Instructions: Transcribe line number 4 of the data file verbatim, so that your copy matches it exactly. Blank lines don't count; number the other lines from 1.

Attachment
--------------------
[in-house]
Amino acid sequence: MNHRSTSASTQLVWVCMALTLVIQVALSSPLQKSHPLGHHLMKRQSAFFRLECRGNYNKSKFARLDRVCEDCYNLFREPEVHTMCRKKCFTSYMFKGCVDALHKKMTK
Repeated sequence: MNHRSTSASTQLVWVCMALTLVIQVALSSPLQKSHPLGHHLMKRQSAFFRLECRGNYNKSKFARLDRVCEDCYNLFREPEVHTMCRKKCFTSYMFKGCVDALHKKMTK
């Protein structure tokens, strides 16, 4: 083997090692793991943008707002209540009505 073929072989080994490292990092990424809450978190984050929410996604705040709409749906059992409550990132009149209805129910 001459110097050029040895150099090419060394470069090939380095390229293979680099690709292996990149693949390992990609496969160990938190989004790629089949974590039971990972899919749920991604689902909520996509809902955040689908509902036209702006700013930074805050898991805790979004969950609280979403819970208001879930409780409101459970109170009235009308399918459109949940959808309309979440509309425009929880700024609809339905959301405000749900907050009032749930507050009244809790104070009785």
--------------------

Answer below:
């Protein structure tokens, strides 16, 4: 083997090692793991943008707002209540009505 073929072989080994490292990092990424809450978190984050929410996604705040709409749906059992409550990132009149209805129910 001459110097050029040895150099090419060394470069090939380095390229293979680099690709292996990149693949390992990609496969160990938190989004790629089949974590039971990972899919749920991604689902909520996509809902955040689908509902036209702006700013930074805050898991805790979004969950609280979403819970208001879930409780409101459970109170009235009308399918459109949940959808309309979440509309425009929880700024609809339905959301405000749900907050009032749930507050009244809790104070009785």